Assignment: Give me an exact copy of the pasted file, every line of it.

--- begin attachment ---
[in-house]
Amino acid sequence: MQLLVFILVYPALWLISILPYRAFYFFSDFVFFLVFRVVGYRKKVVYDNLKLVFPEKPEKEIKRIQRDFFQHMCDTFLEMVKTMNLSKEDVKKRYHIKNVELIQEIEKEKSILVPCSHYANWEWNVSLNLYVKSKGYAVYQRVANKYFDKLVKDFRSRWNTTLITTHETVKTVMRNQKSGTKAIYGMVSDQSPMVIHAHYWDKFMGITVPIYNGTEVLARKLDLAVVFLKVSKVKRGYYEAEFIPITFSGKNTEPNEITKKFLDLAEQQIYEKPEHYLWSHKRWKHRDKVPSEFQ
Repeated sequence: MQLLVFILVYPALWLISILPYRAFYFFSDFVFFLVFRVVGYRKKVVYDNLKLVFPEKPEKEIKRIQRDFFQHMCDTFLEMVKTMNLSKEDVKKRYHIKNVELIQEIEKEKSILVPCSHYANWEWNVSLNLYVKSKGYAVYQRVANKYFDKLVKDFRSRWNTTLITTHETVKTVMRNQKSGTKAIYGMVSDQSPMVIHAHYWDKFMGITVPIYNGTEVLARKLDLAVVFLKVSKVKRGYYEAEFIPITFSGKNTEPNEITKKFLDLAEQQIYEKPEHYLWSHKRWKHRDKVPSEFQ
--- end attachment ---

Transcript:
[in-house]
Amino acid sequence: MQLLVFILVYPALWLISILPYRAFYFFSDFVFFLVFRVVGYRKKVVYDNLKLVFPEKPEKEIKRIQRDFFQHMCDTFLEMVKTMNLSKEDVKKRYHIKNVELIQEIEKEKSILVPCSHYANWEWNVSLNLYVKSKGYAVYQRVANKYFDKLVKDFRSRWNTTLITTHETVKTVMRNQKSGTKAIYGMVSDQSPMVIHAHYWDKFMGITVPIYNGTEVLARKLDLAVVFLKVSKVKRGYYEAEFIPITFSGKNTEPNEITKKFLDLAEQQIYEKPEHYLWSHKRWKHRDKVPSEFQ
Repeated sequence: MQLLVFILVYPALWLISILPYRAFYFFSDFVFFLVFRVVGYRKKVVYDNLKLVFPEKPEKEIKRIQRDFFQHMCDTFLEMVKTMNLSKEDVKKRYHIKNVELIQEIEKEKSILVPCSHYANWEWNVSLNLYVKSKGYAVYQRVANKYFDKLVKDFRSRWNTTLITTHETVKTVMRNQKSGTKAIYGMVSDQSPMVIHAHYWDKFMGITVPIYNGTEVLARKLDLAVVFLKVSKVKRGYYEAEFIPITFSGKNTEPNEITKKFLDLAEQQIYEKPEHYLWSHKRWKHRDKVPSEFQ